Wiring Diagram QC Please

Discussion in 'Power it up with Electronics' started by not2shabby, Jul 3, 2017.

  1. not2shabby

    not2shabby Well-Known Member

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    I'm going to attempt to tackle rewiring my skiff. Tired of electrical issues and I need to sort out the previous owner's decade of random upgrades and mods.

    I'm asking for a quality control (QC) check on my diagram. Shoot holes in it and help me avoid issues in the future. Any feedback is more than welcome! I really appreciate the help.

    Apologies for the image resolution. The original diagram is accessible on my google drive here:

    https://drive.google.com/open?id=0B_oeE_LufFakNHF0eE1MbGJwT2s

    [​IMG]

    **I strangely feel the need to write a disclaimer on here. Do not use this wiring diagram to wire your boat. I am not a professional electrician and I know little to nothing about electrical systems. This diagram is posted for review purposes only.
     
    Last edited: Jul 3, 2017
  2. Smackdaddy53

    Smackdaddy53 Zephyr Cove is on FIRE!

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    I think you need 50A fuse/breaker within a foot of each positive battery terminal.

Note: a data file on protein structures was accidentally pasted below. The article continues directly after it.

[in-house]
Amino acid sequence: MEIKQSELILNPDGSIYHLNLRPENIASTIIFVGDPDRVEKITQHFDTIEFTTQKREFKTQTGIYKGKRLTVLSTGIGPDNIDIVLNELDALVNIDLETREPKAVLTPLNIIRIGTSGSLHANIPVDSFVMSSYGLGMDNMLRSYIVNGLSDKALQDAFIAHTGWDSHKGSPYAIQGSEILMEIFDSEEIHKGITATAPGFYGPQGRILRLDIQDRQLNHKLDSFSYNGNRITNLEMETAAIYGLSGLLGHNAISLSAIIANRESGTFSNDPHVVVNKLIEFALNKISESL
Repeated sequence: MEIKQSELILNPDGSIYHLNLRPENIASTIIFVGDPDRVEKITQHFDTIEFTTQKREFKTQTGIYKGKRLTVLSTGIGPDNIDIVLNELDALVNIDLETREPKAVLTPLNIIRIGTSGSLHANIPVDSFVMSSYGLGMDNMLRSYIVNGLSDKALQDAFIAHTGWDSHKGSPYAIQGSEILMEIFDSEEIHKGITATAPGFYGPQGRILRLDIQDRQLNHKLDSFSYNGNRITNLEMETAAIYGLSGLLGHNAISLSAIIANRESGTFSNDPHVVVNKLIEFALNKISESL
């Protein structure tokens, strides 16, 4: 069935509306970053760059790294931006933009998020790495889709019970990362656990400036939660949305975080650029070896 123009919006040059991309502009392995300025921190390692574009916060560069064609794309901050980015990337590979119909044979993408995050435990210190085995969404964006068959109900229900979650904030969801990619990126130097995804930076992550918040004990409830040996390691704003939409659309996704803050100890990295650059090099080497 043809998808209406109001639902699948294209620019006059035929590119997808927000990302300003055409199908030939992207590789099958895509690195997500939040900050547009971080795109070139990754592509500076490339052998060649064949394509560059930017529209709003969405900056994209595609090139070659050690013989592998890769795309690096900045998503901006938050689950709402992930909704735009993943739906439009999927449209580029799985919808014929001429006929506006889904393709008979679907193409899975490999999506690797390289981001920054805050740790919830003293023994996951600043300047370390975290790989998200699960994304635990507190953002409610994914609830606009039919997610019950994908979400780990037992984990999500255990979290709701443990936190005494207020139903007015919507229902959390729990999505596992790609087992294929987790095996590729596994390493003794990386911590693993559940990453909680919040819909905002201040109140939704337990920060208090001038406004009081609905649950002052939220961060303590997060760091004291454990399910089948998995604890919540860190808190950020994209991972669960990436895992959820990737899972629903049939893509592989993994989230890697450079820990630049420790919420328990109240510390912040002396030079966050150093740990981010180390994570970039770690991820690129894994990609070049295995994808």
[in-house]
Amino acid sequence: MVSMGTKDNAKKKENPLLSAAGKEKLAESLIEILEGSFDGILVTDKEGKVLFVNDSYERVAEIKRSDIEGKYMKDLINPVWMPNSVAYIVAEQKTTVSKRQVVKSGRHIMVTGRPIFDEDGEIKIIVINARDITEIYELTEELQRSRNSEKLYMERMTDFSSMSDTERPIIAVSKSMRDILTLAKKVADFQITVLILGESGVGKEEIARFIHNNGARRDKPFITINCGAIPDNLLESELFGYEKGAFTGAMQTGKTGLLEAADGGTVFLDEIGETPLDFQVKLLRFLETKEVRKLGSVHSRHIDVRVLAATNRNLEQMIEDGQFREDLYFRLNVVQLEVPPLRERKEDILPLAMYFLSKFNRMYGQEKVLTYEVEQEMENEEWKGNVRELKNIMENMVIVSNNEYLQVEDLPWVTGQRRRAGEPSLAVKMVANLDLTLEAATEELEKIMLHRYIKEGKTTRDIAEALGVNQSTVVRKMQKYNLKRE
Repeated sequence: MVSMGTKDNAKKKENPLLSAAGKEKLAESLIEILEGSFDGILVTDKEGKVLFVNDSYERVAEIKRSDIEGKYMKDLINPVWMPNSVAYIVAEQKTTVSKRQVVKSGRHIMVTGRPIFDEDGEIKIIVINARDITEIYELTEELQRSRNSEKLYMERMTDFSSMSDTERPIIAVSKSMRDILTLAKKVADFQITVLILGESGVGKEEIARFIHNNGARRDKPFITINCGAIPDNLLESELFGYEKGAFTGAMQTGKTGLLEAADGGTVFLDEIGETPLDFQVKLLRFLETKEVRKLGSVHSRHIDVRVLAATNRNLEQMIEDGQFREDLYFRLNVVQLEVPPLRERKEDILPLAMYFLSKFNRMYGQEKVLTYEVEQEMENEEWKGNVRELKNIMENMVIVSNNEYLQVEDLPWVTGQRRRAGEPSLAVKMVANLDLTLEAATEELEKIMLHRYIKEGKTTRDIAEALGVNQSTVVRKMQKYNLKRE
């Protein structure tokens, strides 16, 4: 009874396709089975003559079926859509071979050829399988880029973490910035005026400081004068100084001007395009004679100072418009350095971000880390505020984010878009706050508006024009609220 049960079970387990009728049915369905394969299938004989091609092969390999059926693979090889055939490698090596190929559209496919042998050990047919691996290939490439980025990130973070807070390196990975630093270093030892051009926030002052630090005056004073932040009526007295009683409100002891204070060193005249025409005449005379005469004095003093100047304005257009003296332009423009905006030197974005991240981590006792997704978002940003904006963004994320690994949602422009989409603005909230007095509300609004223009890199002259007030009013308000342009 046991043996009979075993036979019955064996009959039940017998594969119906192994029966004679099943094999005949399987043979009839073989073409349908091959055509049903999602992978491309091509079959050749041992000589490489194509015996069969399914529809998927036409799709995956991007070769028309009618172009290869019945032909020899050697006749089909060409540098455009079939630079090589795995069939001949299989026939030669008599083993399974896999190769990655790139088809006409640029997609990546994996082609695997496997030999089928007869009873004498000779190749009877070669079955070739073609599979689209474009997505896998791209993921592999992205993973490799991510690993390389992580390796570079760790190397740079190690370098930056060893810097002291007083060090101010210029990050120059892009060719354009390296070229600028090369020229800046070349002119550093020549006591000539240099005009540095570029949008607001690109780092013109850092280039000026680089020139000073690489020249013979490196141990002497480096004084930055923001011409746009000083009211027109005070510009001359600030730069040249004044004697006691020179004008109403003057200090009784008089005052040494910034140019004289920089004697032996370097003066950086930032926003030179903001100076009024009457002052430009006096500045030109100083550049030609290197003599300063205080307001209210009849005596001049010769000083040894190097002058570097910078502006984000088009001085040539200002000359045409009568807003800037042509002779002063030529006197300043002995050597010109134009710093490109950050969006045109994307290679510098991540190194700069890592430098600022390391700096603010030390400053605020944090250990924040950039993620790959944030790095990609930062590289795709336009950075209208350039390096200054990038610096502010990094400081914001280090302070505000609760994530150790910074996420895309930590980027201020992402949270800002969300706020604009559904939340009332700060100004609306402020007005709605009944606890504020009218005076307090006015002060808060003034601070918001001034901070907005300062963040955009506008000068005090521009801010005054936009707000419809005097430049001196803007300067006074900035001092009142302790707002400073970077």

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  3. jmrodandgun

    jmrodandgun Well-Known Member

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    Not too shabby, but what are you doing about a charging circuit?
     
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  4. not2shabby

    not2shabby Well-Known Member

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    Thanks, Mac. The little maroon ovals are supposed to be 50A breakers. Do I need to ADD one between the starting battery and the switch or can I move the one between the switch and the motor to upstream of the switch?
     
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  5. not2shabby

    not2shabby Well-Known Member

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    Great question. The skiff currently has a 3 bank charger installed in one of the bow hatches. I hadn't planned on changing that wiring/configuration. It's a good charger, I think.
     
  6. MariettaMike

    MariettaMike Wish'n I was Fish'n!

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    That's a pretty good diagram.

    You need a full time power feed to your bilge pump auto float switch from the line side of the battery switch with an in-line fuse.

    Personally I would NOT waste time and money wiring up one of your TM batteries as a back up for cranking. If you carry the right tools you can move a TM battery if you have to. Or just carry jumper cables.

    Lastly I would add a large post terminal for landing all negatives. (Don't use the battery terminal as a junction point.)
     
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  7. permitchaser

    permitchaser I Love Skinny Water

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    I like your diagram, look simple but you haven't seen under my console. Spaghetti of wires and a fuse box. As long as the motor starts, lights work, pumps work and GPS/depth finder I am good to go. But some day I'd like to change it to a neater plastic fuse box